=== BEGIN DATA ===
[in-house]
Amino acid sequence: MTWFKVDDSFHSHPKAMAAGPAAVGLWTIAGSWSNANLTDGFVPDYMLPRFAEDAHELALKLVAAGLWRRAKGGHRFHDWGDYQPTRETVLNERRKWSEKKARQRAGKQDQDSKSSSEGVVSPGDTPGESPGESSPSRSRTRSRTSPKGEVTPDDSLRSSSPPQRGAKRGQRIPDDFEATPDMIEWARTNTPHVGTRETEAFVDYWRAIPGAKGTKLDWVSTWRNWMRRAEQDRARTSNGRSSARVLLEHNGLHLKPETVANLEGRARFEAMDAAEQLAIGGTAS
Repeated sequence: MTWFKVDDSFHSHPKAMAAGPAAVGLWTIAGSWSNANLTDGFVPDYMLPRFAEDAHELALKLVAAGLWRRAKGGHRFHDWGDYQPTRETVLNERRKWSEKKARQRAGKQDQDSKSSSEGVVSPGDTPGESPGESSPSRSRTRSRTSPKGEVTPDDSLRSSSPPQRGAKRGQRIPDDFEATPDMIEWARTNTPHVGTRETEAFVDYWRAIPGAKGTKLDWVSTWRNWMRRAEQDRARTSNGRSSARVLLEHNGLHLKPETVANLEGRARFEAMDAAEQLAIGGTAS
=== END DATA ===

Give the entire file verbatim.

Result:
[in-house]
Amino acid sequence: MTWFKVDDSFHSHPKAMAAGPAAVGLWTIAGSWSNANLTDGFVPDYMLPRFAEDAHELALKLVAAGLWRRAKGGHRFHDWGDYQPTRETVLNERRKWSEKKARQRAGKQDQDSKSSSEGVVSPGDTPGESPGESSPSRSRTRSRTSPKGEVTPDDSLRSSSPPQRGAKRGQRIPDDFEATPDMIEWARTNTPHVGTRETEAFVDYWRAIPGAKGTKLDWVSTWRNWMRRAEQDRARTSNGRSSARVLLEHNGLHLKPETVANLEGRARFEAMDAAEQLAIGGTAS
Repeated sequence: MTWFKVDDSFHSHPKAMAAGPAAVGLWTIAGSWSNANLTDGFVPDYMLPRFAEDAHELALKLVAAGLWRRAKGGHRFHDWGDYQPTRETVLNERRKWSEKKARQRAGKQDQDSKSSSEGVVSPGDTPGESPGESSPSRSRTRSRTSPKGEVTPDDSLRSSSPPQRGAKRGQRIPDDFEATPDMIEWARTNTPHVGTRETEAFVDYWRAIPGAKGTKLDWVSTWRNWMRRAEQDRARTSNGRSSARVLLEHNGLHLKPETVANLEGRARFEAMDAAEQLAIGGTAS